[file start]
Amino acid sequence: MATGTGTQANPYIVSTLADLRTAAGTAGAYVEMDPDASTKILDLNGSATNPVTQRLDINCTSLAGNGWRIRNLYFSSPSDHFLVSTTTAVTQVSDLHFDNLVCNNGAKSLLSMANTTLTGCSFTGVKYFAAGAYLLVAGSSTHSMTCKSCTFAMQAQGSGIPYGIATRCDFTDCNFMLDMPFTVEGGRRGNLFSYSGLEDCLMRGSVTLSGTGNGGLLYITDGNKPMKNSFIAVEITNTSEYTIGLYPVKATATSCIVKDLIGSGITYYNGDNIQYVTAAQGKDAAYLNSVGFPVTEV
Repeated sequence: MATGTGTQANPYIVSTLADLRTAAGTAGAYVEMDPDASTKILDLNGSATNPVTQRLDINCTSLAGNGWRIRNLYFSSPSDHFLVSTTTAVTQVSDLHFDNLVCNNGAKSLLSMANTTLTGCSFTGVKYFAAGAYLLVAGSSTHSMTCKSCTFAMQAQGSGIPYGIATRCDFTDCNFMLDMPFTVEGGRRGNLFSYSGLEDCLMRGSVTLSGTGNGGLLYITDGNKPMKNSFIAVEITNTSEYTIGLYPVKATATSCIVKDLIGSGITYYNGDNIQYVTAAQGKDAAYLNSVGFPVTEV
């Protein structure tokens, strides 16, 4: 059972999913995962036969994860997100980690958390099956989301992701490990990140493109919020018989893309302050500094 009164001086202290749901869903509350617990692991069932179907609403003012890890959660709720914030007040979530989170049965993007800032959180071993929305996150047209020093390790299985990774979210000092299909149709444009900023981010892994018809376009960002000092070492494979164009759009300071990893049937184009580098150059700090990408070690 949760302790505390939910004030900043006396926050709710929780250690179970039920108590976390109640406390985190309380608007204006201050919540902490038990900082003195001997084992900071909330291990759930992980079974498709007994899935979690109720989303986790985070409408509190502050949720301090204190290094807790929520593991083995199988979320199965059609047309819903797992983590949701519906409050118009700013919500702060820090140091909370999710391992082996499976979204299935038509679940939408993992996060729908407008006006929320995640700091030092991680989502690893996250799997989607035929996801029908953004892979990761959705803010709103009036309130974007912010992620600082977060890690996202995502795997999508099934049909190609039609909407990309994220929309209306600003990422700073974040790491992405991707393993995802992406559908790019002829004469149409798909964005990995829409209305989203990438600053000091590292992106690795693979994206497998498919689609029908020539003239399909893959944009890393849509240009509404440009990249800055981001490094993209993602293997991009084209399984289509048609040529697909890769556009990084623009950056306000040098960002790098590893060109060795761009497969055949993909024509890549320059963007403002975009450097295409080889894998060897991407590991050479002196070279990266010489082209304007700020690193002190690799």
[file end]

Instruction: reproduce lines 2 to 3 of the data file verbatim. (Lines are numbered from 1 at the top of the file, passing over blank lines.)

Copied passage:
Repeated sequence: MATGTGTQANPYIVSTLADLRTAAGTAGAYVEMDPDASTKILDLNGSATNPVTQRLDINCTSLAGNGWRIRNLYFSSPSDHFLVSTTTAVTQVSDLHFDNLVCNNGAKSLLSMANTTLTGCSFTGVKYFAAGAYLLVAGSSTHSMTCKSCTFAMQAQGSGIPYGIATRCDFTDCNFMLDMPFTVEGGRRGNLFSYSGLEDCLMRGSVTLSGTGNGGLLYITDGNKPMKNSFIAVEITNTSEYTIGLYPVKATATSCIVKDLIGSGITYYNGDNIQYVTAAQGKDAAYLNSVGFPVTEV
């Protein structure tokens, strides 16, 4: 059972999913995962036969994860997100980690958390099956989301992701490990990140493109919020018989893309302050500094 009164001086202290749901869903509350617990692991069932179907609403003012890890959660709720914030007040979530989170049965993007800032959180071993929305996150047209020093390790299985990774979210000092299909149709444009900023981010892994018809376009960002000092070492494979164009759009300071990893049937184009580098150059700090990408070690 949760302790505390939910004030900043006396926050709710929780250690179970039920108590976390109640406390985190309380608007204006201050919540902490038990900082003195001997084992900071909330291990759930992980079974498709007994899935979690109720989303986790985070409408509190502050949720301090204190290094807790929520593991083995199988979320199965059609047309819903797992983590949701519906409050118009700013919500702060820090140091909370999710391992082996499976979204299935038509679940939408993992996060729908407008006006929320995640700091030092991680989502690893996250799997989607035929996801029908953004892979990761959705803010709103009036309130974007912010992620600082977060890690996202995502795997999508099934049909190609039609909407990309994220929309209306600003990422700073974040790491992405991707393993995802992406559908790019002829004469149409798909964005990995829409209305989203990438600053000091590292992106690795693979994206497998498919689609029908020539003239399909893959944009890393849509240009509404440009990249800055981001490094993209993602293997991009084209399984289509048609040529697909890769556009990084623009950056306000040098960002790098590893060109060795761009497969055949993909024509890549320059963007403002975009450097295409080889894998060897991407590991050479002196070279990266010489082209304007700020690193002190690799």